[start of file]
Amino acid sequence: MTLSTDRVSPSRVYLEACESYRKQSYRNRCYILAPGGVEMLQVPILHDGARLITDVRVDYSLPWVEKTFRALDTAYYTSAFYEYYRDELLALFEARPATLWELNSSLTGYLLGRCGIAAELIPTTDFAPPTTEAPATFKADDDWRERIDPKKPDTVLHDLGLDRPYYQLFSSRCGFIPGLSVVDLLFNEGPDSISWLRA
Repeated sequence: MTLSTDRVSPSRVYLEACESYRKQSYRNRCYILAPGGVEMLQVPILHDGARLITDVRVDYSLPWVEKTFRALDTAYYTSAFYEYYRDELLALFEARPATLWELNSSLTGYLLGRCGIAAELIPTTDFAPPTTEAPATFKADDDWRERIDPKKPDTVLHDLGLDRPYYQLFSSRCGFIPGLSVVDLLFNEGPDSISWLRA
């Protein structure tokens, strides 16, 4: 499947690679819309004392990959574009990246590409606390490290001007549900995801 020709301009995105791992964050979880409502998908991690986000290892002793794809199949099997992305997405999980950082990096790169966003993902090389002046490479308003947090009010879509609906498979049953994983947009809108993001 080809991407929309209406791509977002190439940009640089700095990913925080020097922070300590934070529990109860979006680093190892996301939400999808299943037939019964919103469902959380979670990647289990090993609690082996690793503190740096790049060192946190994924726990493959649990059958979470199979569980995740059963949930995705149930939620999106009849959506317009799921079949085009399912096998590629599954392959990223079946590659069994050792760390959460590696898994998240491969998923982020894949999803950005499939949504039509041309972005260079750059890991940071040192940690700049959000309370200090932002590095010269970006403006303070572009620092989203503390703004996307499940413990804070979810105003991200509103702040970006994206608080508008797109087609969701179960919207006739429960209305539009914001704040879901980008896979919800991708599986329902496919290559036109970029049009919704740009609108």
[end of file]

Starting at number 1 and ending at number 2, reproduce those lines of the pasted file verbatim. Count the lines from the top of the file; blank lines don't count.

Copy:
Amino acid sequence: MTLSTDRVSPSRVYLEACESYRKQSYRNRCYILAPGGVEMLQVPILHDGARLITDVRVDYSLPWVEKTFRALDTAYYTSAFYEYYRDELLALFEARPATLWELNSSLTGYLLGRCGIAAELIPTTDFAPPTTEAPATFKADDDWRERIDPKKPDTVLHDLGLDRPYYQLFSSRCGFIPGLSVVDLLFNEGPDSISWLRA
Repeated sequence: MTLSTDRVSPSRVYLEACESYRKQSYRNRCYILAPGGVEMLQVPILHDGARLITDVRVDYSLPWVEKTFRALDTAYYTSAFYEYYRDELLALFEARPATLWELNSSLTGYLLGRCGIAAELIPTTDFAPPTTEAPATFKADDDWRERIDPKKPDTVLHDLGLDRPYYQLFSSRCGFIPGLSVVDLLFNEGPDSISWLRA